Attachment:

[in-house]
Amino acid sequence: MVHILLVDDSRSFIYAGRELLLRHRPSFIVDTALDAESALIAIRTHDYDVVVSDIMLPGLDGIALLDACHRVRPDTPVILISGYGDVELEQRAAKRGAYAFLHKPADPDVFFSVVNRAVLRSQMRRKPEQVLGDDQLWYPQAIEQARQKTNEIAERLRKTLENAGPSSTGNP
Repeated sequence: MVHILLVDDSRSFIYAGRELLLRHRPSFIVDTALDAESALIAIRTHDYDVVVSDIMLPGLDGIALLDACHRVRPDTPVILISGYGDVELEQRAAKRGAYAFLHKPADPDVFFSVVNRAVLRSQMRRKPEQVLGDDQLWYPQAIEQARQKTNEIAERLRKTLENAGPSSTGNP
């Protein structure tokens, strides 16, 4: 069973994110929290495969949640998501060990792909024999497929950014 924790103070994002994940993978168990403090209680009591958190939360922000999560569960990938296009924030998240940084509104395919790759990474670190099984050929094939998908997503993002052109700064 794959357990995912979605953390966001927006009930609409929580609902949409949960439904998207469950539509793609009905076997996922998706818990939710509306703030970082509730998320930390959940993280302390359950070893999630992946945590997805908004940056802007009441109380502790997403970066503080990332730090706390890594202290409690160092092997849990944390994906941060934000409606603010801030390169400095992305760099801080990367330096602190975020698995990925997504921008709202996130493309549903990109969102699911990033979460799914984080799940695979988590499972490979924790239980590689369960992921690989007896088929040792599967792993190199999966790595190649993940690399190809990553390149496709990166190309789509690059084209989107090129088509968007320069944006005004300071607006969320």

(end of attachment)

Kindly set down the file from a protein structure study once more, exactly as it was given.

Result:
[in-house]
Amino acid sequence: MVHILLVDDSRSFIYAGRELLLRHRPSFIVDTALDAESALIAIRTHDYDVVVSDIMLPGLDGIALLDACHRVRPDTPVILISGYGDVELEQRAAKRGAYAFLHKPADPDVFFSVVNRAVLRSQMRRKPEQVLGDDQLWYPQAIEQARQKTNEIAERLRKTLENAGPSSTGNP
Repeated sequence: MVHILLVDDSRSFIYAGRELLLRHRPSFIVDTALDAESALIAIRTHDYDVVVSDIMLPGLDGIALLDACHRVRPDTPVILISGYGDVELEQRAAKRGAYAFLHKPADPDVFFSVVNRAVLRSQMRRKPEQVLGDDQLWYPQAIEQARQKTNEIAERLRKTLENAGPSSTGNP
């Protein structure tokens, strides 16, 4: 069973994110929290495969949640998501060990792909024999497929950014 924790103070994002994940993978168990403090209680009591958190939360922000999560569960990938296009924030998240940084509104395919790759990474670190099984050929094939998908997503993002052109700064 794959357990995912979605953390966001927006009930609409929580609902949409949960439904998207469950539509793609009905076997996922998706818990939710509306703030970082509730998320930390959940993280302390359950070893999630992946945590997805908004940056802007009441109380502790997403970066503080990332730090706390890594202290409690160092092997849990944390994906941060934000409606603010801030390169400095992305760099801080990367330096602190975020698995990925997504921008709202996130493309549903990109969102699911990033979460799914984080799940695979988590499972490979924790239980590689369960992921690989007896088929040792599967792993190199999966790595190649993940690399190809990553390149496709990166190309789509690059084209989107090129088509968007320069944006005004300071607006969320």